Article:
Back then, in their study, Moore dealt with the moths portion and Wallace investigated the butterflies. Together, they reported 139 species, comprising 93 nocturnal 46 diurnal species, respectively. Of the latter, five species were described as new to science. Even though the correct placements of four out of those five butterflies in question have been verified a number of times since 1886, one of those butterflies: Lycaena nisa, would never be re-examined until very recently.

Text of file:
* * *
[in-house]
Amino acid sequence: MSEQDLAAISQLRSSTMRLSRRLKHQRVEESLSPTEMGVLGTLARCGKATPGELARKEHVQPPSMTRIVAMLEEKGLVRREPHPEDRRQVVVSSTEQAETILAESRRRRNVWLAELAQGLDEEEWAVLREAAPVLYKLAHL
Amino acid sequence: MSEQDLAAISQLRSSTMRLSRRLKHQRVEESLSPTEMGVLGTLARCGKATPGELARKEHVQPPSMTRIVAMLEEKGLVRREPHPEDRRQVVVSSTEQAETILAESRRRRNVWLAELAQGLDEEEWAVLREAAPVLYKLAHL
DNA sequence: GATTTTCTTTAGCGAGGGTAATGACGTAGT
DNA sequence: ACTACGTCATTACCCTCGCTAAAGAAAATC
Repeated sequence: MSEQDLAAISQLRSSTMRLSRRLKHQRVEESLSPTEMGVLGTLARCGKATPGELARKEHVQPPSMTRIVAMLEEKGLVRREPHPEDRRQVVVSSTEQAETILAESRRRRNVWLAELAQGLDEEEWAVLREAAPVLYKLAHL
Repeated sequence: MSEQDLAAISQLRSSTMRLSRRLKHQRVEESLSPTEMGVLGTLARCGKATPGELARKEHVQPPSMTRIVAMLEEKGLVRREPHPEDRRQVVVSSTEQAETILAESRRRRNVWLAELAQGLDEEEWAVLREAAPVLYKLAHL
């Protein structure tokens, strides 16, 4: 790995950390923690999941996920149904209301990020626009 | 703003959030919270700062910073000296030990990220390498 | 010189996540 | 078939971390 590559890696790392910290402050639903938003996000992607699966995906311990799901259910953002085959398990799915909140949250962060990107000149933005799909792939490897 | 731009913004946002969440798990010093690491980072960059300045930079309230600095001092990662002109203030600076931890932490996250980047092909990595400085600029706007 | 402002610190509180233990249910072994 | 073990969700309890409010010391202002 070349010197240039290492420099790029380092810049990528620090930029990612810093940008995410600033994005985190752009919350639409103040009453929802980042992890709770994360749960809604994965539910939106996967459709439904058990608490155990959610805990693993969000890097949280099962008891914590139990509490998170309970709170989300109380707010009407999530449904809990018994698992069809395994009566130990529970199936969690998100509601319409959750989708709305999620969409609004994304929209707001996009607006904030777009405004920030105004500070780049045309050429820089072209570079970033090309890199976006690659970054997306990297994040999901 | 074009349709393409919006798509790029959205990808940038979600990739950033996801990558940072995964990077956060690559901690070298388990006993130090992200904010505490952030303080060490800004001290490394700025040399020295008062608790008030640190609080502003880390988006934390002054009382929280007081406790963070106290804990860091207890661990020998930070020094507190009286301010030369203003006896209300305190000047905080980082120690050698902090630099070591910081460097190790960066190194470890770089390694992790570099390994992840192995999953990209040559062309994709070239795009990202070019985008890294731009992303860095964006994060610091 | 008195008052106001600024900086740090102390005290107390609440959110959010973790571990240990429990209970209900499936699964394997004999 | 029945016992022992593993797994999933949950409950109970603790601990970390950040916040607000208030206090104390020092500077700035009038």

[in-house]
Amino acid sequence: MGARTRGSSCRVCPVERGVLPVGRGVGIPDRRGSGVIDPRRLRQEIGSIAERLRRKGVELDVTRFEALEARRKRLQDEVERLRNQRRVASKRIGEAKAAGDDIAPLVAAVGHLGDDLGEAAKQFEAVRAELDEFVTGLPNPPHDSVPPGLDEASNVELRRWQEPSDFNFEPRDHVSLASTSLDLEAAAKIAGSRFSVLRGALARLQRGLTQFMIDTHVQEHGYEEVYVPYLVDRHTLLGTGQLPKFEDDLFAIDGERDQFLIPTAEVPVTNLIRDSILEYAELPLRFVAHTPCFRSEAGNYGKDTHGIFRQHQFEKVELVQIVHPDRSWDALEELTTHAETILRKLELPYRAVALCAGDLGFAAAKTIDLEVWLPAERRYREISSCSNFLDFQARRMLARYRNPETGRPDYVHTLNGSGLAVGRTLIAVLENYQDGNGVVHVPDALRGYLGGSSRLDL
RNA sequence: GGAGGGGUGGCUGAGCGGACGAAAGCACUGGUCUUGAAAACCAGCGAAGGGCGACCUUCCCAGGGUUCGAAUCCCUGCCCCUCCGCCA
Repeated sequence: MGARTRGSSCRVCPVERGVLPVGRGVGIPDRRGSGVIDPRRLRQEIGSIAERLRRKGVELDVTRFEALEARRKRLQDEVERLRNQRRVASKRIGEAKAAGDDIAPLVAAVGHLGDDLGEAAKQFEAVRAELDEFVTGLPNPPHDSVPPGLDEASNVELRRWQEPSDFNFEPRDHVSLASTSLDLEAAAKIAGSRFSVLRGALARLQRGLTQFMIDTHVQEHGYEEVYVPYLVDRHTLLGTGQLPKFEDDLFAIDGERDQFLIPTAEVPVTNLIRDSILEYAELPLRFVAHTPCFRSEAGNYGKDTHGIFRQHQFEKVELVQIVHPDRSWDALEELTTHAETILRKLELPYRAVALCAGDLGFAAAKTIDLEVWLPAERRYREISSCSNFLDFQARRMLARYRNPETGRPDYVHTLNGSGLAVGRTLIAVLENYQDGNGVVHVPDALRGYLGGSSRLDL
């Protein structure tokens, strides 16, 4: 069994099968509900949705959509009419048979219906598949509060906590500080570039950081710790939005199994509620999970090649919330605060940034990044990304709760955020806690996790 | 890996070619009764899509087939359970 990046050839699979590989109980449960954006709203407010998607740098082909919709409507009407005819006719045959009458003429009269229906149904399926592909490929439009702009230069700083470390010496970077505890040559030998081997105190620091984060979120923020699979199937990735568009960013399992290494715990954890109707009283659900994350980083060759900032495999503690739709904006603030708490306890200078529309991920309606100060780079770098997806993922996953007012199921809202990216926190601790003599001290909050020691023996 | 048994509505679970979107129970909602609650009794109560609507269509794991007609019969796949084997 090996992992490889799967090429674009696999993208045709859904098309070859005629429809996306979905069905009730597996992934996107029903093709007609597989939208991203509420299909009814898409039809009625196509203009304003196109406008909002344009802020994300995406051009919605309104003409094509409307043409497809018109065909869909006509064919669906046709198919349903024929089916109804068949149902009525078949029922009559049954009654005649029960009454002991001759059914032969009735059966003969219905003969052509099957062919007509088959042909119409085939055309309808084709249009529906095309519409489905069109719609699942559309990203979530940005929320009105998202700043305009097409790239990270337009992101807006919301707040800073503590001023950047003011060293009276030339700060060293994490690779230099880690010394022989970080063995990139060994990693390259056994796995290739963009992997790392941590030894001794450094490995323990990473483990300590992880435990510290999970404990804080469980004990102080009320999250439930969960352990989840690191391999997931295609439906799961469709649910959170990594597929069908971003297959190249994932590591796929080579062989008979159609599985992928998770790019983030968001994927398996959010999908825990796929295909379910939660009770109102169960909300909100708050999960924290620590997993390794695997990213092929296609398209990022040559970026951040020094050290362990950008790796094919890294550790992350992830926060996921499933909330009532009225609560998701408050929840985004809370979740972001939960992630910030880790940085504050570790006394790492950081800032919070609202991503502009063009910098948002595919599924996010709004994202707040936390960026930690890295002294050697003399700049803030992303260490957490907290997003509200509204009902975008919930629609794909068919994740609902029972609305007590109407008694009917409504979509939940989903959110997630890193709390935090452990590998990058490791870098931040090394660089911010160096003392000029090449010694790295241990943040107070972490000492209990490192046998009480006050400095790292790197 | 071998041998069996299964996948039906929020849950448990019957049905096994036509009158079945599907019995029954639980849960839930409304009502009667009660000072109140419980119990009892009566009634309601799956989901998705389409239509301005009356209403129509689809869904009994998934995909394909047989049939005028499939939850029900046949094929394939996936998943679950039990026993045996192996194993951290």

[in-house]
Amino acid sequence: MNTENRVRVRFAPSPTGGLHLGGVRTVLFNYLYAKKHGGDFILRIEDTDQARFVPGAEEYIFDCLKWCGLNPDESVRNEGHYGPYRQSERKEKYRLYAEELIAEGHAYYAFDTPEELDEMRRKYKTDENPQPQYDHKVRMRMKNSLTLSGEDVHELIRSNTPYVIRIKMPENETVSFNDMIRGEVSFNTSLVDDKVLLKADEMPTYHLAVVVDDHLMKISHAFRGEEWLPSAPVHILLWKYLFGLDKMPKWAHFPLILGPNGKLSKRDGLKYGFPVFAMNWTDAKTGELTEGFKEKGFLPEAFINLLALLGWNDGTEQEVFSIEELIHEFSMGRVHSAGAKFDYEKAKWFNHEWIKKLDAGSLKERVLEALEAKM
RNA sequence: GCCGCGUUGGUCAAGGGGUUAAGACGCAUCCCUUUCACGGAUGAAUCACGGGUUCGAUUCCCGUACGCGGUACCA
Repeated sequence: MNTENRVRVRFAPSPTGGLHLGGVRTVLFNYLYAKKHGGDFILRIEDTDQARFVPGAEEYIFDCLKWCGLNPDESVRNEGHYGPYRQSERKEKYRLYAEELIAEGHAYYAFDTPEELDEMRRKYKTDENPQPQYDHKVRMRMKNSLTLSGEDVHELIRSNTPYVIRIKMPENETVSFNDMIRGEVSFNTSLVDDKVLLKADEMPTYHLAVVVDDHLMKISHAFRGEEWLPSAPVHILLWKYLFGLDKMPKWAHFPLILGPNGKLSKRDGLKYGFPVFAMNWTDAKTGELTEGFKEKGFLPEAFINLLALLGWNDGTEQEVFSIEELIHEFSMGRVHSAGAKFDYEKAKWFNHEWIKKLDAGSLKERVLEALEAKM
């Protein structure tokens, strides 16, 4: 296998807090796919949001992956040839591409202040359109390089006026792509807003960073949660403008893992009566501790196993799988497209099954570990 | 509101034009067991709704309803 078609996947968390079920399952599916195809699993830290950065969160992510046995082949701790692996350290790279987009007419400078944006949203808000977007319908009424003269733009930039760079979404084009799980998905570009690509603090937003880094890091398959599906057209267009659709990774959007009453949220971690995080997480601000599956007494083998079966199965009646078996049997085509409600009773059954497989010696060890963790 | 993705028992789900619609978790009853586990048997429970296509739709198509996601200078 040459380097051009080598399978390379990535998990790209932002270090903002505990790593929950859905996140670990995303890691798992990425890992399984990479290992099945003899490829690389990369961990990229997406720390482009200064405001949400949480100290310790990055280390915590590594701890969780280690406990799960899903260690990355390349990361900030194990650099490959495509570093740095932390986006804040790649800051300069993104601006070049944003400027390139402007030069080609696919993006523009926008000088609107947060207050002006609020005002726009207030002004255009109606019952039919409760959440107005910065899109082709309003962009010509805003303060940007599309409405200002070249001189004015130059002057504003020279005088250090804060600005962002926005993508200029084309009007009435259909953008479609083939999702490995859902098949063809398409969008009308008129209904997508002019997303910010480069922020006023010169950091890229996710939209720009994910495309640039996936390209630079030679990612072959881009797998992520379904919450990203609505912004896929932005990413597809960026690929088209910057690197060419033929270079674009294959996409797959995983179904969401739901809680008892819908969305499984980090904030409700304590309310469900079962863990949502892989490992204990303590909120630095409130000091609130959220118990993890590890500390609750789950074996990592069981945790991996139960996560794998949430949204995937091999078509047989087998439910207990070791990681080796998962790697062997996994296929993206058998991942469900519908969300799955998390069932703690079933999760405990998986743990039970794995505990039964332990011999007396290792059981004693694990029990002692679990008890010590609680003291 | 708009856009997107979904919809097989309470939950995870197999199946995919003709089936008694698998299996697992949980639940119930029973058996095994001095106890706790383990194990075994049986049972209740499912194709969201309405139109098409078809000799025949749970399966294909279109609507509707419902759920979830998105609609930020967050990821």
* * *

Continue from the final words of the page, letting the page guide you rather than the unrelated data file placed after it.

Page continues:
In a modern-day research project on Taiwanese butterflies, scientists retrieved the original type specimen from the Wallace collection at The History Museum of London, UK. Having also examined historical specimens housed at the Taiwan Agricultural Research Institute, in addition to newly collected butterflies from Australia and Hong Kong, Yu-Feng Hsu of the National Taiwan Normal University finally resolved the identity of the mysterious Alfred Wallace's butterfly: it is now going by the name Famegana nisa (comb. nov.), while two other species names (Lycaena alsulus and Zizeeria alsulus eggletoni) were proven to have been coined for the same butterfly after the original description by Wallace. Thereby, the latter two are both synonymised with Famegana nisa.